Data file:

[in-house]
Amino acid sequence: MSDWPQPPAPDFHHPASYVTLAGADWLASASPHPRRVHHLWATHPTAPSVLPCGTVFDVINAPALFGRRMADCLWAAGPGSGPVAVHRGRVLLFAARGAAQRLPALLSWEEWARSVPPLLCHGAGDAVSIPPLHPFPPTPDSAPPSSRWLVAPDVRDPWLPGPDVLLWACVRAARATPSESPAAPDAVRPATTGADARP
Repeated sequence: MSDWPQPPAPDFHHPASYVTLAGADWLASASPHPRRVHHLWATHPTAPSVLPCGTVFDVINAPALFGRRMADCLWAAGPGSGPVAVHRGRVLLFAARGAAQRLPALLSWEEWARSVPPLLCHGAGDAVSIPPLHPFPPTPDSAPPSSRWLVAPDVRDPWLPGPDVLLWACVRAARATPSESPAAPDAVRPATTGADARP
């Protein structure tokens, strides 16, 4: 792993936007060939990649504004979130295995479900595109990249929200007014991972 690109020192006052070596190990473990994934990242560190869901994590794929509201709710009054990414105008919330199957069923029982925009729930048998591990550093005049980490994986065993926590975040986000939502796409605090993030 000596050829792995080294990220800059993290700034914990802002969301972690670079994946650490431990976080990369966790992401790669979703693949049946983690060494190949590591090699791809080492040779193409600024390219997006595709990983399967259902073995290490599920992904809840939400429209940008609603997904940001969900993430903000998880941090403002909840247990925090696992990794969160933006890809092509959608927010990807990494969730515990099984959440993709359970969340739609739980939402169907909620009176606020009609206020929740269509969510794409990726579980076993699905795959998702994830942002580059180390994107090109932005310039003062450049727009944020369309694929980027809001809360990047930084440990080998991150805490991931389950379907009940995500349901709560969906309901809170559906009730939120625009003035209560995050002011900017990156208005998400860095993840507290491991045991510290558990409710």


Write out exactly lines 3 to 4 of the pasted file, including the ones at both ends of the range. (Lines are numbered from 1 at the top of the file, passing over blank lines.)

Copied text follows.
Repeated sequence: MSDWPQPPAPDFHHPASYVTLAGADWLASASPHPRRVHHLWATHPTAPSVLPCGTVFDVINAPALFGRRMADCLWAAGPGSGPVAVHRGRVLLFAARGAAQRLPALLSWEEWARSVPPLLCHGAGDAVSIPPLHPFPPTPDSAPPSSRWLVAPDVRDPWLPGPDVLLWACVRAARATPSESPAAPDAVRPATTGADARP
């Protein structure tokens, strides 16, 4: 792993936007060939990649504004979130295995479900595109990249929200007014991972 690109020192006052070596190990473990994934990242560190869901994590794929509201709710009054990414105008919330199957069923029982925009729930048998591990550093005049980490994986065993926590975040986000939502796409605090993030 000596050829792995080294990220800059993290700034914990802002969301972690670079994946650490431990976080990369966790992401790669979703693949049946983690060494190949590591090699791809080492040779193409600024390219997006595709990983399967259902073995290490599920992904809840939400429209940008609603997904940001969900993430903000998880941090403002909840247990925090696992990794969160933006890809092509959608927010990807990494969730515990099984959440993709359970969340739609739980939402169907909620009176606020009609206020929740269509969510794409990726579980076993699905795959998702994830942002580059180390994107090109932005310039003062450049727009944020369309694929980027809001809360990047930084440990080998991150805490991931389950379907009940995500349901709560969906309901809170559906009730939120625009003035209560995050002011900017990156208005998400860095993840507290491991045991510290558990409710």